Siyanda DladlaSiyanda Dladla, 25, fitness trainer, Umlazi
[dropcap]“[/dropcap]It would have been a great idea had they also introduced a bursary for men, I think this country has taken the gender equality issue too far that women now get the first preference in many things. I don’t know how men are tested but we should also have our own bursary. I have always been against virginity testing because I think it violates a person’s right to privacy and dignity as well however it does not mean it is wrong. KZN has been to be a very conservative province especially when it comes to virginity testing this act means they want the culture to continue but now to be more productive.

But the issue of maiden bursaries doesn’t stop at being declared unconstitutional. On Thursday, Princess Mulekile Zulau, the daughter of Zulu King Goodwill Zwelithini, said that the finding by the commission is an attack on Zulu culture and will provoke a civil war. The Zulu Royal House believes that the bursary is a good idea because it encourages young girls to “stay pure”. Sanele Gazu agrees that the commission’s report goes against Zulu culture.

Sanele GazuSanele Gazu, 25, technician, Clairwood
[dropcap]“[/dropcap]The law once again is fighting our culture, I think the bursary is a good idea as we all want our children to get education. What is a better way to do that than giving bursaries to keep children away from self-destruction and predators out there who lure them with money. People need to respect culture and forget about western ways, yes they may not agree with it but no one is forced to do it; if they want a bursary they have to abide by the rules and if they don’t want to there are many other bursaries out there without that requirement. I would advise my children to pursue this bursary if I was a parent because it also makes you feel relieved.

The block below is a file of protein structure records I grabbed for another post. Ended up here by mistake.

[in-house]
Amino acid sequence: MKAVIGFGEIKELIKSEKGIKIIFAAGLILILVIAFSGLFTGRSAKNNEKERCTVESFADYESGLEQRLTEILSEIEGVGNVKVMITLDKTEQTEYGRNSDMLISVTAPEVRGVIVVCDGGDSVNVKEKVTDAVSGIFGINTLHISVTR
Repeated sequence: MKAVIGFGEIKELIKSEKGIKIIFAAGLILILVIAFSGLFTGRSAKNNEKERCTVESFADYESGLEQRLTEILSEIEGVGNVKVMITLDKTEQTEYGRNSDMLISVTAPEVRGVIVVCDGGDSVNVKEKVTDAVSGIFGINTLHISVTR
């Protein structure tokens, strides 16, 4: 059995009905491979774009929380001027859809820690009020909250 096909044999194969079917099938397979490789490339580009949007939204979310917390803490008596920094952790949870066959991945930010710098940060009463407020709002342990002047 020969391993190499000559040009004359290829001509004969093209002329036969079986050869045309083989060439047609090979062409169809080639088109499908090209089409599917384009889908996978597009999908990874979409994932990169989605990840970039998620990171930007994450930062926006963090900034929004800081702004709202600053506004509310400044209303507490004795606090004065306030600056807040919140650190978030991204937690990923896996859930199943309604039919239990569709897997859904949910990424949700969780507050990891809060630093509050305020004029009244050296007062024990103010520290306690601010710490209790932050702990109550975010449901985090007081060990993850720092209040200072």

The mayor of the uThukela district, Dudu Mazibuko, says that the municipality is challenging the report, but wasn’t clear on whether it would be taken to court. So far, the municipality has requested that the Commission for the Promotion and Protection of the Rights of Cultural, Religious and Linguistic Communities has a look at the report, as it is unhappy with the way it was written.

Sbabalo MahlaselaSibabalo Mahlasela, 24, artisan, Phoenix
[dropcap]“[/dropcap]I strongly support the bursary as it helps young women to take care of themselves and decreases teenage pregnancy and HIV and Aids. It also helps parents who cannot afford fees for their children. South Africa is currently facing a big issue of blessers or sugar daddies on steroids as they call it, they prey on young women so this will help young women avoid falling under  that trap because they would have a bursary paying for their fees. Some get blessers because they want them to pay for their fees. I don’t think it violates any human rights because no one is forced to do it, it is all voluntary.

Featured image via Wikimedia Commons